Saturday, January 10, 2009

Inside, Outside, Upside Down

At Wednesday's rules seminar at CGSC, Nick Voss and Augie posed a question I couldn't answer about the application of the new Rule 18 between two boats at a leeward mark. I've added some detail to describe a very possible scenario.

Yellow and blue are approaching a leeward mark to be rounded to port on opposite tacks, in 5 knots of breeze, slight chop.

Step 1 (below). Yellow reaches the Zone with Blue overlapped inside her.

Step 2 (below). Yellow douses her spinnaker and bears away to a run, slowing from the takedown and deep angle. Blue, wishing to maintain speed because she's still 2 to 3 lengths away, leaves her spinnaker up and continues on her angle, possibly with a slight luff to take Yellow's transom. With greater speed she crosses astern of Yellow and estalishes an overlap outside Yellow.

Step 3 (below). Yellow is now between Blue and the mark. Yellow is somewhat slower, and Blue has to avoid her and round outside and protests, claiming Yellow, by her presence, did not give her room to sail to the mark, or room to sail her proper course at the mark.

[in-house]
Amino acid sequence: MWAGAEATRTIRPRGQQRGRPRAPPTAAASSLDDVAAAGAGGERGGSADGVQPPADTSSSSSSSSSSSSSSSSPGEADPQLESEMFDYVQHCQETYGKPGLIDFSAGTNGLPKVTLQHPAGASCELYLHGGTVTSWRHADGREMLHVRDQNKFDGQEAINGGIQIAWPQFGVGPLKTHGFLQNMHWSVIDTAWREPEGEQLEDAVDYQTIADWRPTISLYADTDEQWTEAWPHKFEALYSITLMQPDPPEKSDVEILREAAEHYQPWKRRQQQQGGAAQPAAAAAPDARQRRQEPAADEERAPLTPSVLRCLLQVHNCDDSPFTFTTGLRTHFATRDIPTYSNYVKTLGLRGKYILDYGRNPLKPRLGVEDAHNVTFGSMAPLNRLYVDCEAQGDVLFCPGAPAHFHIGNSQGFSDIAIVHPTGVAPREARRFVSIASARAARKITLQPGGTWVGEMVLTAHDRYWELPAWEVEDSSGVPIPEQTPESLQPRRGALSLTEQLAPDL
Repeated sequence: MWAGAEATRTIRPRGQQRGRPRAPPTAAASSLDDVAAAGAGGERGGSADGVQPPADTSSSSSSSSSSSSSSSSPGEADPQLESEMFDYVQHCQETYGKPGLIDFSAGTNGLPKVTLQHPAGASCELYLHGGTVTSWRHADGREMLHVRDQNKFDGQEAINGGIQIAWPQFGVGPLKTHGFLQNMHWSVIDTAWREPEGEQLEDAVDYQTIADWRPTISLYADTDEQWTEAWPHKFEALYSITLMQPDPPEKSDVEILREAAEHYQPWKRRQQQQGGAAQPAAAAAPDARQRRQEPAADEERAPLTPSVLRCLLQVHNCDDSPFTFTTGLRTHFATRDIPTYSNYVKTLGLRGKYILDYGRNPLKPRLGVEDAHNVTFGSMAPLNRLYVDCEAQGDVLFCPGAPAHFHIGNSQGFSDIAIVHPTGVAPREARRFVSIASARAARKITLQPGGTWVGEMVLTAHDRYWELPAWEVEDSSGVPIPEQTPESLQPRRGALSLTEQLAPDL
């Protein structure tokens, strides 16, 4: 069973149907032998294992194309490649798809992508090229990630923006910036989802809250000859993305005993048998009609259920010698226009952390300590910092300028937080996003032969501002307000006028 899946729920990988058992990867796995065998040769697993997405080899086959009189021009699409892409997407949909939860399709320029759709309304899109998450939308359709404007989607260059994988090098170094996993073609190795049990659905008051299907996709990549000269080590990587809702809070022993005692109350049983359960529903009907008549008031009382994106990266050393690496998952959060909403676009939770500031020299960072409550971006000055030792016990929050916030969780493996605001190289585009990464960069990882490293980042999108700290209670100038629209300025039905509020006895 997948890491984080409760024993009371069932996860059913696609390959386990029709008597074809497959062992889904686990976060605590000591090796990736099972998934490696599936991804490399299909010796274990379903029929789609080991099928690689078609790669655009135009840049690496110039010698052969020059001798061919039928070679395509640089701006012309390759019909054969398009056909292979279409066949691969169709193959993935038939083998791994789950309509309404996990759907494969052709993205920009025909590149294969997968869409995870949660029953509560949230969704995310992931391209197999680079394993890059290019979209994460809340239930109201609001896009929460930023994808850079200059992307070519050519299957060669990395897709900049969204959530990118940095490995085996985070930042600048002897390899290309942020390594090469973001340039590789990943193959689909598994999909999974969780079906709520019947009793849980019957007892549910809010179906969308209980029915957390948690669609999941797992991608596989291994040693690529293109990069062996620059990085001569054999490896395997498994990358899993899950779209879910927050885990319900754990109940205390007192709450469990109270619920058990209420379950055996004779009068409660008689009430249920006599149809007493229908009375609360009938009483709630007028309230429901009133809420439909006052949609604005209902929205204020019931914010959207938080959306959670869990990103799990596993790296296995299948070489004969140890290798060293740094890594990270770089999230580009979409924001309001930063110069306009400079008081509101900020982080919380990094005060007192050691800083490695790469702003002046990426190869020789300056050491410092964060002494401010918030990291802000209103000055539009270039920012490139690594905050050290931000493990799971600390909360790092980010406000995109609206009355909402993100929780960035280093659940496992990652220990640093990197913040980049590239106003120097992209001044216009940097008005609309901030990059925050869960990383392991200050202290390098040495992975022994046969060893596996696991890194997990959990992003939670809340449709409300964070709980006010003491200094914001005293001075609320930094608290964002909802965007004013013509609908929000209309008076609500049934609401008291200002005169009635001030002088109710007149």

Step 4.

Who broke what rule, if any? How could she have avoided doing so?

1 comment:

Bob said...

Multiple conversations have produced an answer. The boat that is Inside at the Zone remains the inside boat for the purposes of the rule, and the boat that was Outside must give her Mark Room. From the definition, this obligation lasts until they are no longer at the mark.

Even though their relative positions switch, this obligation does not. When the (formerly) Inside boat becomes overlapped outside and to leeward, she is also now a Leeward boat. The Windward boat must keep clear, and as well, continue to give her "room to sail to the mark." The Leeward (former) Inside boat is under no obligation to let the (former) Outside boat pass between her and the mark. The (former) Outside boat seems to have no options here, required by RRS 11 to keep clear, and additionally by 18.2(b) and (c) to give Mark Room to the guy to leeward.

U.S. Sailing Judge Mike Weber got great glee by asking what happens when there's another boat that's overlapped at the Zone on the inside and watching our eyes roll.